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Both Matrix and Vector constructor has kind *->*, so they look like value constructors. But when I try something like

instance Functor Vector a where
    fmap g ( Vector a ) = Vector ( g a )

I get this error:

 Not in scope: data constructor `Vector'

which makes sense since I can't make a vector by using let v = Vector [1..3] anyways. But checking the source I see that both Matrix and Vector constructor are exported from their respective modules:

module Data.Packed.Vector (
    fromList, (|>), toList, buildVecto.. 
) where


module Data.Packed.Matrix (
) where

Dido for applicative functor, monad, etc.

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Usually for a library as mature as hmatrix, if the library doesn't support a common typeclass, the author will have decided that supporting the typeclass would promote use-cases that aren't recommend - e.g for data structures stored as foreign c arrays a type changing fmap might cause serious performance problems. In this case however, Vector has the mapVector operation which matches fmap so it's curious that there is no Functor instance. –  stephen tetley Mar 7 '13 at 18:30
Ah thanks for the comment, I had that question in mind too so thanks for making a note of it –  chibro2 Mar 7 '13 at 18:52
mapMatrix and mapVector require Storable instances on both input and output, but fmap does not; so Matrix and Vector cannot implement Functor. –  Conrad Parker Mar 7 '13 at 23:40

2 Answers 2

up vote 1 down vote accepted
module Data.Packed.Vector (
    fromList, (|>), toList, buildVecto.. 
) where

This exposes the type Vector, but not any of it's constructors.

Your instance declaration corrected:

instance Functor Vector where
    fmap  = V.map

(assuming you import Vector as V, and further assuming you're talking about the Vector from the vector package).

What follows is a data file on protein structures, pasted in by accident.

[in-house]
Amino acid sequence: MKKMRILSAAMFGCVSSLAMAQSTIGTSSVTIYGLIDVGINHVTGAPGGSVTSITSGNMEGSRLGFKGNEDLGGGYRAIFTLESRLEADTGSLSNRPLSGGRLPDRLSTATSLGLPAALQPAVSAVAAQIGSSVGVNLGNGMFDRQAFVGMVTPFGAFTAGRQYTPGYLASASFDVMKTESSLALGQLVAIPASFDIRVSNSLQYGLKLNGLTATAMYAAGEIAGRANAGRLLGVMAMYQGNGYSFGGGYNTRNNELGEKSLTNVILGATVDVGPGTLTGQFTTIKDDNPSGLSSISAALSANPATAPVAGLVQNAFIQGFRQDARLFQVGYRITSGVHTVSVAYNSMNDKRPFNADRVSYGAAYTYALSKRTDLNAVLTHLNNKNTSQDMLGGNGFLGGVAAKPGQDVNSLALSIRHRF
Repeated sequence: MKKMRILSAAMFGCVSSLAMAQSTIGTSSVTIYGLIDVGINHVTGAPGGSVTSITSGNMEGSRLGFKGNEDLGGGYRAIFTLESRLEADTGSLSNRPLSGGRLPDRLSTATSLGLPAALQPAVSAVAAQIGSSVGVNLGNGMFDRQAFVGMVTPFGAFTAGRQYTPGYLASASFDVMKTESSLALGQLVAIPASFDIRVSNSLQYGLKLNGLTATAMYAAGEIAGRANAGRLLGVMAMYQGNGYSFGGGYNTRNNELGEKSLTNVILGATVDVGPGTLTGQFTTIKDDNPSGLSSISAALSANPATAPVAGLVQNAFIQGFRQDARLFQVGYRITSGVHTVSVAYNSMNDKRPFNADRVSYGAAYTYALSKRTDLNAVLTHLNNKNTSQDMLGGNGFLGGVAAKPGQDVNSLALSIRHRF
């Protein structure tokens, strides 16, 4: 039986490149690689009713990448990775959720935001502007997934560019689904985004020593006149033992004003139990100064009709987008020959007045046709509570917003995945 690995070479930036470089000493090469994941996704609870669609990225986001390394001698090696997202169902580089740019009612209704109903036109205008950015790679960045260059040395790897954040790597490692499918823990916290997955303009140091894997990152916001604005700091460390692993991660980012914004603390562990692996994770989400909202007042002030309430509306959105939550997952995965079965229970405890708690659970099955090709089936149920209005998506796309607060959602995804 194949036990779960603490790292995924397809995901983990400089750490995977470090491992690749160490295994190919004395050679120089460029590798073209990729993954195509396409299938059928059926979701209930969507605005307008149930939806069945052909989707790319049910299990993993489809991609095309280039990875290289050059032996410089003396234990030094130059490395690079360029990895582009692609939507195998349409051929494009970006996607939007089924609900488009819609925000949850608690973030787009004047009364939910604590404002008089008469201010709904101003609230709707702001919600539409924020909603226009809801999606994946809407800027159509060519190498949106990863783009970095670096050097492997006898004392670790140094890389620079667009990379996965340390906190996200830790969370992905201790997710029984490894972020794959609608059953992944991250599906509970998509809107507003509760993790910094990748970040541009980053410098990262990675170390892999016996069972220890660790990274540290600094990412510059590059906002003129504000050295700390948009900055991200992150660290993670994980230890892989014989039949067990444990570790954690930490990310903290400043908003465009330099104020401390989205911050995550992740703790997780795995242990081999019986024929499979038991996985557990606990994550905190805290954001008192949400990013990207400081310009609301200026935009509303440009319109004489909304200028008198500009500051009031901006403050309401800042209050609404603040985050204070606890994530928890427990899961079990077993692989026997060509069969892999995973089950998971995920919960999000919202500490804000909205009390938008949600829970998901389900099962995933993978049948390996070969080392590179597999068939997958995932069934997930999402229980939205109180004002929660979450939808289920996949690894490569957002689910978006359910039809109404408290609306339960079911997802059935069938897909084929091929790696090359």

EDIT: Sorry, didn't see you mentioned the package name. For hmatrix Vectors, it would be mapVector instead of V.map.

EDIT_ 2: As mentioned by the others, for hmatrix this won't work because Matrix and Vector require Storeable for their content.

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awesome turnaround time. Btw, how big is the performance penalty of converting from matrix to vector, and back? –  chibro2 Mar 7 '13 at 18:12
@user1128571 No idea. Look at the source code or ask one of the maintainers of that package if they have the time, I didn't see the info on hackage. –  Cubic Mar 7 '13 at 18:25
There is no performance penalty, the data array is not changed. –  Alberto Ruiz Mar 8 '13 at 8:30
I believe this answer is incorrect. As pointed out by @ConradParker, there is a Storable constraint on the Vector version. So the instance Functor Vector where declaration will not compile. See @AlbertoRuiz's answer. –  vivian Mar 8 '13 at 9:57

As Conrad Parker said, we need Storable instances.

Using recent ghc extensions we can define a more general Functor':

{-# LANGUAGE ConstraintKinds, TypeFamilies #-}

import Numeric.LinearAlgebra
import Foreign.Storable(Storable)
import GHC.Exts (Constraint)

class Functor' c where
  type Ok c u v :: Constraint
  type Ok c u v = ()

  fmap' :: Ok c u v => (u -> v) -> c u -> c v

instance Functor' Vector where
  type Ok Vector u v = (Storable u, Storable v)
  fmap' = mapVector
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